2012 Mayan Doomsday Countdown: Mayan Descendants, Vatican Belie Dec 21 End-of-the-World Prediction

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By Vittorio Hernandez | December 13, 2012 11:30 AM EST

The Dec 21, 2012 doomsday prediction based on the Mayan calendar has split the world with believers on one side and non-believers on the other side. Their course of action as the so-called apocalypse date fast approaches indicates how people view the prediction - either with disdain or belief.

Two groups have joined the majority, the nonbelievers, in debunking the end-of-the-world scenario painted by believers. One group is made of Mayan descendants and the other the Roman Catholic Church.

Anthropologist Carminia Martinez, a University of Houston graduate, currently lives with the Mayans' descendants in the Yucatan Peninsula to document the group's culture.

She explained that the Mayans' long count calendar is just to mark the close of one era and the start of the next. Midnight of Dec 21 would not signal an Armageddon marked by reversal of magnet fields, meteor showers and other catastrophic events, but would be a normal day. Ms Martinez said the sun would rise again on Dec 22.

"Some are very offended at the fact. They said this is another insult to Mayan culture because what is going to happen after December 21st? Everybody's going to say, 'The Mayans were wrong, the Mayans are liars,'" Fox 26 News quoted Ms Martinez.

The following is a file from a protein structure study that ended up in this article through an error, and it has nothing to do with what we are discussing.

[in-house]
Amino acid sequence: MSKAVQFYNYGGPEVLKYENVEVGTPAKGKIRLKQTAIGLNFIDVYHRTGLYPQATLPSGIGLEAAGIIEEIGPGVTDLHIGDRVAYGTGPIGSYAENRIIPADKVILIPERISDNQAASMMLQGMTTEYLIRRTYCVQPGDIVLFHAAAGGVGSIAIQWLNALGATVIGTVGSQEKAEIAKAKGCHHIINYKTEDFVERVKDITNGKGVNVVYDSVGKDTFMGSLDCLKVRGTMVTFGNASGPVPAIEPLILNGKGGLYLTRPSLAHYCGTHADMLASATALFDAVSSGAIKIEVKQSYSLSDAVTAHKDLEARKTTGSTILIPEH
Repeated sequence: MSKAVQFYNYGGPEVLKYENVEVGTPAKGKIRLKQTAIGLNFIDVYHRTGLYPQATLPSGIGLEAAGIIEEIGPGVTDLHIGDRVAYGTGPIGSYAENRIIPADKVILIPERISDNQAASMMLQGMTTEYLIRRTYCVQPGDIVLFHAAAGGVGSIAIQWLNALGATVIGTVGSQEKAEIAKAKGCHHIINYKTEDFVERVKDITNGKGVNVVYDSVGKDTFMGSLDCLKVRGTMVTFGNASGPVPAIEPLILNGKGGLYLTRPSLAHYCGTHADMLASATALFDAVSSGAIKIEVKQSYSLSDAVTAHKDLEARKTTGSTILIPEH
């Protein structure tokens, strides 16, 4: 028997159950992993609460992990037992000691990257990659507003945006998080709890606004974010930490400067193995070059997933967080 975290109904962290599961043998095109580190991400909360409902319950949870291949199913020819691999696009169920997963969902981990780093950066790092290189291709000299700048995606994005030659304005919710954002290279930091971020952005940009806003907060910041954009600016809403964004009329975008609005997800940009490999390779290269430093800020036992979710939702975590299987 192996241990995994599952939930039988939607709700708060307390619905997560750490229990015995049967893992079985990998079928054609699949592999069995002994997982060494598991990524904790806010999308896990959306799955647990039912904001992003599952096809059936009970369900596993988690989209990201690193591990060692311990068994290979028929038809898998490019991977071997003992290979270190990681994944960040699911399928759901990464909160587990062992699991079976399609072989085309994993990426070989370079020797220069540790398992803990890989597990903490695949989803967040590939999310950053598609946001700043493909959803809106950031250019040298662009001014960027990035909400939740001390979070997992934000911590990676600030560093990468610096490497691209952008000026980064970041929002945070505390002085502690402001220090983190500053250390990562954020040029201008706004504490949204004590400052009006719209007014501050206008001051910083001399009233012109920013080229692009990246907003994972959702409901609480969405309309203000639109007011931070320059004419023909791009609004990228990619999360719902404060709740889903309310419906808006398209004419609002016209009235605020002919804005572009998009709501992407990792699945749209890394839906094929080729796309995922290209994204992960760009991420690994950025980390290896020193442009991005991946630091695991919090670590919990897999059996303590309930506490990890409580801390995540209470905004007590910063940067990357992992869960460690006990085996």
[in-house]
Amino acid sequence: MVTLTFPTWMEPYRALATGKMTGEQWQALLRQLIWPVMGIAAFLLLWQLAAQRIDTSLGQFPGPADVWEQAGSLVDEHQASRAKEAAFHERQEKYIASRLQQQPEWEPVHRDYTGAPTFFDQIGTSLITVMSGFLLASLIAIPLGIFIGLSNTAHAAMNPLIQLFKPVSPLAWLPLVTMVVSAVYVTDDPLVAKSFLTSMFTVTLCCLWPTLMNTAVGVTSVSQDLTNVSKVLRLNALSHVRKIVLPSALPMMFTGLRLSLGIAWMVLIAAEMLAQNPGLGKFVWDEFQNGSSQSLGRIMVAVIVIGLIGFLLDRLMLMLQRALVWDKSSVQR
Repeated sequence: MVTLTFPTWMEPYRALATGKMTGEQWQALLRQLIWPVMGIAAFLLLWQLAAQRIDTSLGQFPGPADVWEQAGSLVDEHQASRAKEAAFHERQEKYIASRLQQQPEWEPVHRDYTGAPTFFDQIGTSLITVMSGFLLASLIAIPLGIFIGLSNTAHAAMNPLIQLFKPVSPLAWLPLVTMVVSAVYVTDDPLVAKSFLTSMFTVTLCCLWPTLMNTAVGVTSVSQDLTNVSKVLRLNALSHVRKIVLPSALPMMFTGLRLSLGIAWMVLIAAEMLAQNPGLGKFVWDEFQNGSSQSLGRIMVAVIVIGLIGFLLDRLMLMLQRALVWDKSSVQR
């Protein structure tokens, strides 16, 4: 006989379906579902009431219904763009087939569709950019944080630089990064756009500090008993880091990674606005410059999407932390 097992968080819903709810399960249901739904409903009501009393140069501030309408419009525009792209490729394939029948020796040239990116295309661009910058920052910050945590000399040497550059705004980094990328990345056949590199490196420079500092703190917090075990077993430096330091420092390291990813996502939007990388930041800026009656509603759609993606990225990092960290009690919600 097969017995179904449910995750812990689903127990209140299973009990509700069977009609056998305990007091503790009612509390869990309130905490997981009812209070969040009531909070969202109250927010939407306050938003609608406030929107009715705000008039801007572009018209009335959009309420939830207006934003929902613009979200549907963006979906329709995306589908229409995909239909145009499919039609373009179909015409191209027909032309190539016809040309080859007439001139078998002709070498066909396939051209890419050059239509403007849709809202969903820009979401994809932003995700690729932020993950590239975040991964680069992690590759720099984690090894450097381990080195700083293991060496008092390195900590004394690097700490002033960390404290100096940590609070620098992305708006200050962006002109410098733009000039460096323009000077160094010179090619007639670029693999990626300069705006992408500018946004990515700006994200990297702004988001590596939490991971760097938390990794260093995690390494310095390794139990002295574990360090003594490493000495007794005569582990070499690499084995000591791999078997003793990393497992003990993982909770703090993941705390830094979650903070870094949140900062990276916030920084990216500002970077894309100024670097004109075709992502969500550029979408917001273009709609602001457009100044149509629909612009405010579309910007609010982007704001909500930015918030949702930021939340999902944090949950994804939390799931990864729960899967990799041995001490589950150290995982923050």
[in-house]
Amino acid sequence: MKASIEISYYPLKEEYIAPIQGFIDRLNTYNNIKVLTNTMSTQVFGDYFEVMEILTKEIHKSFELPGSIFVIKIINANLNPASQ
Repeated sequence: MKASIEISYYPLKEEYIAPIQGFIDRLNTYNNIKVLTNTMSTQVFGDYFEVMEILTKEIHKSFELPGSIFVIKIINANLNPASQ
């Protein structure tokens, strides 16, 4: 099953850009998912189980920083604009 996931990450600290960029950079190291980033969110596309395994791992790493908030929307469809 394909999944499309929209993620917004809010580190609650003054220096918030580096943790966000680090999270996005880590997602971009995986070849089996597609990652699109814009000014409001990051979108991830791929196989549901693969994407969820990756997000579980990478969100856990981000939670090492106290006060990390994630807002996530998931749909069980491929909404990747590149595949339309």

Meanwhile, Rev Jose Funes, director of the Vatican Observatory, wrote in L'Osservatore Romano newspaper that the doomsday scenario is an event not worth discussing,

The astronomer-priest acknowledged that the universe is expanding and based on some models will break away and cause some galactic events, but it would not happen in the next 9 days but likely billions of years away.

Mayans, based on their Long Count Calendar, mark tine in 394-year periods called Baktuns. They started this method in 3,114 B.C. and based on the system would end their 13th Baktun on Dec 21.

Based on that important date, some people believe the end is near and have resorted to drastic measures ranging from hoarding of candles and basic commodities to flocking to Bugarach in France to escape an anticipated apocalypse.

Others, however, take the prediction with a grain of salt and even are organising parties and events on those days.

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